Palomar Divide Trail
November 21, 2015
by Bob Jacoby
|Our group hit the jackpot as we met on Saturday morning November 21. The weather was already in the 70’s and the skies were crystal clear. We couldn’t have asked for a better day to drive the Palomar Divide Trail and enjoy the tremendous views it had to offer on a clear day. Our outstanding group consisted of myself, new member Chris Parker, Alan Wicker and friend Bob, Mal Roode, Ted Kalil, Terry and Ellen Ogden, and Bob and Sue Jaussaud.|
Our journey began at the entrance to an RV Park off of State Highway 79 just east of beautiful downtown Aguanda. Soon after entering the RV Park the road turned to dirt and we started to climb. Within about a half mile or so we found ourselves on a scenic shelf road that offered endless views of the valleys below us. This part of northern San Diego County is absolutely amazing and offers remarkable scenery.
Midway along the trail we made a right turn and followed a very steep spur road through a grove of large oak trees up to the High Point Lookout where a fire tower stood. Interestingly, the tower was apparently occupied by Cleveland National Forest personnel. The base of the tower was at an elevation of 6,140 feet and the view was 360 degrees in scope. Yes, we could see in every direction as we consumed lunch. To the west was anoutstanding view of the Palomar Observatory. It is no longer true, but at one time this was the home of the largest telescope in the world. Unfortunately, the dirt road from the tower area that accesses the Observatory was gated. It would have been very interesting to take that road.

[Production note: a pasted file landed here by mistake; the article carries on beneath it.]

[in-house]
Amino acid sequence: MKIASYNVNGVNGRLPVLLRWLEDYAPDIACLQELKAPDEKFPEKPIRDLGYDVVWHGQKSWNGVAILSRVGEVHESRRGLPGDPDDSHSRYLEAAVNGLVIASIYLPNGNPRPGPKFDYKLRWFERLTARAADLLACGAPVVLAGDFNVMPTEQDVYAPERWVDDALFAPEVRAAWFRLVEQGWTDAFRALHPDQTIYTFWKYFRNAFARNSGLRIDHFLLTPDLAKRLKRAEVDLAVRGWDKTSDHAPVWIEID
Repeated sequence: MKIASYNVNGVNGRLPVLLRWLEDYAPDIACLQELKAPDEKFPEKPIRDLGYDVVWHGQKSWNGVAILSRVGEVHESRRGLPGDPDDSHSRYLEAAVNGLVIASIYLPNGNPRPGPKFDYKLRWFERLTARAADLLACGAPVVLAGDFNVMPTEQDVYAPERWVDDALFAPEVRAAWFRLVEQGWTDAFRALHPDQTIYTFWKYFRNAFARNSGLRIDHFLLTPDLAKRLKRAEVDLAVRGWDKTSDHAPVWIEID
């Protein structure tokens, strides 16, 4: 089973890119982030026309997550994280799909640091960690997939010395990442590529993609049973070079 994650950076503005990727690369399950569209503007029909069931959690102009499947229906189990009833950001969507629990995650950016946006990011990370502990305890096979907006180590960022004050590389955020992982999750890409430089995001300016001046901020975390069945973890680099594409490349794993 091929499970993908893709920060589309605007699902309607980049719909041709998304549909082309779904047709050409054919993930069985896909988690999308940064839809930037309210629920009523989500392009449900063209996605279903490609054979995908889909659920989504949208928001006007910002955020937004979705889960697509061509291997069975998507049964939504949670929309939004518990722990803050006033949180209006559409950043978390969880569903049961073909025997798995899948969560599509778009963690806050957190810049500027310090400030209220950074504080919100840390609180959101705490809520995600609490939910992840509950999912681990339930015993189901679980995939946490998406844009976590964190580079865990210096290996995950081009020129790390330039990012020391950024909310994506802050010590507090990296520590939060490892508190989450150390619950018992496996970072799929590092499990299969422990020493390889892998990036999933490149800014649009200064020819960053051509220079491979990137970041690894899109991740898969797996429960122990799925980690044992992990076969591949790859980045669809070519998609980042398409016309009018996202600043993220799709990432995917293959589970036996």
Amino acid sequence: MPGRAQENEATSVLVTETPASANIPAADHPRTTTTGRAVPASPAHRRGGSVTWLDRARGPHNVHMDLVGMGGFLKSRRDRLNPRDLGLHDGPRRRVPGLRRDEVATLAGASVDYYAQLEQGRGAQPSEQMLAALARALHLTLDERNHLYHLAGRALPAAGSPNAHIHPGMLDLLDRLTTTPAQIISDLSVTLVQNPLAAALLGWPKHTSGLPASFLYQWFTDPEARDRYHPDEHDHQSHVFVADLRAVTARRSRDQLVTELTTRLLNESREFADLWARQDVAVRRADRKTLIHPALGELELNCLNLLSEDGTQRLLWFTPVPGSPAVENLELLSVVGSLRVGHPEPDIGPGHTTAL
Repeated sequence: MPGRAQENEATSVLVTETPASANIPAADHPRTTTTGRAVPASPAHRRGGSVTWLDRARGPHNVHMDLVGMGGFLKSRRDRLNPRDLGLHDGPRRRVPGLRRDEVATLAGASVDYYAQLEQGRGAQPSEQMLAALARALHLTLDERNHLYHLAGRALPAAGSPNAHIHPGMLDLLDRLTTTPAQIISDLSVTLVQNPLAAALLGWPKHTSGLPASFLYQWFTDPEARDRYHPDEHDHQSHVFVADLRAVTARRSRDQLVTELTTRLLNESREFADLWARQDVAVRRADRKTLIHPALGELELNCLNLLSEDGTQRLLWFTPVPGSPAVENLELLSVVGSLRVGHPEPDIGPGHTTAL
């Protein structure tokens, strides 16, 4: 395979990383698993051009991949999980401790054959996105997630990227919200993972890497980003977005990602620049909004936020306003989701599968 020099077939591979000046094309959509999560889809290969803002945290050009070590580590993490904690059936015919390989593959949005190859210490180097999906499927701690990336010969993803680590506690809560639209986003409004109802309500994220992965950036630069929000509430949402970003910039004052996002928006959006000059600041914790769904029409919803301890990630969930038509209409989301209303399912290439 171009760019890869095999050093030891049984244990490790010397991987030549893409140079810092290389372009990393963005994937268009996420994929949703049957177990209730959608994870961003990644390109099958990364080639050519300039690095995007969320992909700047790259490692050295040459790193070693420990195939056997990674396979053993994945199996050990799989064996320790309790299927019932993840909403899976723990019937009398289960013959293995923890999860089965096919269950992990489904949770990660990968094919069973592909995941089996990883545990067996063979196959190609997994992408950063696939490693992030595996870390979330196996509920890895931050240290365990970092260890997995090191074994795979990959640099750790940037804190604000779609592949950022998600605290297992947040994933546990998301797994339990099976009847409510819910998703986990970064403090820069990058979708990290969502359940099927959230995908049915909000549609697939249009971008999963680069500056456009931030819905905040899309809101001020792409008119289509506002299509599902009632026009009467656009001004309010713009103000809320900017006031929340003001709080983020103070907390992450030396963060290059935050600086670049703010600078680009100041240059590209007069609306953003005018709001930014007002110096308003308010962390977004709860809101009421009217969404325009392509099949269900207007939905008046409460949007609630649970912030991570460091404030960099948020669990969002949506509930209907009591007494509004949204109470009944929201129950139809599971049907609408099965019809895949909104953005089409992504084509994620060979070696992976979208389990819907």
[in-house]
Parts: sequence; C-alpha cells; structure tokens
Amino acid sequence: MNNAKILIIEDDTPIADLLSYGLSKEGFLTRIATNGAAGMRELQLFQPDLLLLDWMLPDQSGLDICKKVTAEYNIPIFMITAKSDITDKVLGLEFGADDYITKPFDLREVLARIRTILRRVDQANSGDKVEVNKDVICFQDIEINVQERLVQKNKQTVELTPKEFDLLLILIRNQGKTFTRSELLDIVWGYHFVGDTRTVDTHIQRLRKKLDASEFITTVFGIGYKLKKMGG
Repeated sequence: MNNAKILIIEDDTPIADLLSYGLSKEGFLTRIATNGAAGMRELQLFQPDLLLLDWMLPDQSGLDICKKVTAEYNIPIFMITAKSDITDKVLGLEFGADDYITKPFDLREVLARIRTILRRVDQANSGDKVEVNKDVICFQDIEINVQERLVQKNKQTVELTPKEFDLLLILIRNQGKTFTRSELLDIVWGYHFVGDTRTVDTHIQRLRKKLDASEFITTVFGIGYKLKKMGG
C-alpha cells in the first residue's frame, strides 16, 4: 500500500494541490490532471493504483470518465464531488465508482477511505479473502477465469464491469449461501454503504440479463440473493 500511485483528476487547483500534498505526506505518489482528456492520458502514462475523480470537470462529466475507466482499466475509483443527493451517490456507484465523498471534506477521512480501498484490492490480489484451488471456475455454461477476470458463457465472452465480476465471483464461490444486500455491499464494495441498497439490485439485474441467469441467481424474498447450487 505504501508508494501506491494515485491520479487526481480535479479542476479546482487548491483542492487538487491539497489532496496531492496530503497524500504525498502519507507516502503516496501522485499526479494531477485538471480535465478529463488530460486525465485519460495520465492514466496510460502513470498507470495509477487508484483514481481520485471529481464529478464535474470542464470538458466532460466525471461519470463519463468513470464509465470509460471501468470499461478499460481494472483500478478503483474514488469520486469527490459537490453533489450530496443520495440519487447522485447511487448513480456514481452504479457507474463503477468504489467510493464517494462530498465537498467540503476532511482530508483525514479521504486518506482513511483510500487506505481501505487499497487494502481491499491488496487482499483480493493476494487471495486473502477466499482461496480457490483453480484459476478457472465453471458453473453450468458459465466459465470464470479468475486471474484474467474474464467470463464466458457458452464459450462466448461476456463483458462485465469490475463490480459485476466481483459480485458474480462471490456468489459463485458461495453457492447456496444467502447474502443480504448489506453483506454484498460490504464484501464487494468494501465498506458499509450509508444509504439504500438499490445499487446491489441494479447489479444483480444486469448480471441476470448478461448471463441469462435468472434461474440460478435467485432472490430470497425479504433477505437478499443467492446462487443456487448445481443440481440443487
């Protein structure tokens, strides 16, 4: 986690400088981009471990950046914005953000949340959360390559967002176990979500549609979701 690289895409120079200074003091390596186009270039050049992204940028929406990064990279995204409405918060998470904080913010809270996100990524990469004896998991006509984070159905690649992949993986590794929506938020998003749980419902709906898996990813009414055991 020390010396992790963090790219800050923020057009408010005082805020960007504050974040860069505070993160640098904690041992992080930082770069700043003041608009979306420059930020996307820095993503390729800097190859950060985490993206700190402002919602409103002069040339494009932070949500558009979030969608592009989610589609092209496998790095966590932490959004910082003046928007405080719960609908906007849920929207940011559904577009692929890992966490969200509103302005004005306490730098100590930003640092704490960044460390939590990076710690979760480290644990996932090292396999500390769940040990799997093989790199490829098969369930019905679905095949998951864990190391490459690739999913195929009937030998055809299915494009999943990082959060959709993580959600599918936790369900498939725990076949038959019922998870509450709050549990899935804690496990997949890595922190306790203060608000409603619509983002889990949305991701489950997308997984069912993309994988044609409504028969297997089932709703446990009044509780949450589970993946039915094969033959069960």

After lunch it was time to proceed downhill as we completed the Divide Trail Loop back to Highway 79. On our way down we passed evidence of both the Ware Mine and Maple Load mine. The Ware mine looked like a particularly large operation, but was inaccessible.
When we reached Highway 79 the trip was far from over as we caravanned about 25 miles to visit the Vail Ranch site in Temecula. The site consists of historic ranch buildings that sit right on the old immigrant trail routes, including the Butterfield Stage Trail. Our docent, Darrell, was very gracious as he led us on a thorough tour of the ranch site as well as the adjacent museum. We strongly recommend a trip to this site if you are in the Temecula area.
The only downside of the day was the fact that yours truly got sicker and sicker as the day went by. I usually don’t get colds and flu, but this came on very quickly to the point where I could not finish the museum tour. Among other symptoms my voice was completely gone. (There are some who might say that was a good thing!)
Overall, everyone had an interesting day in an area, most of us don’t normally explore.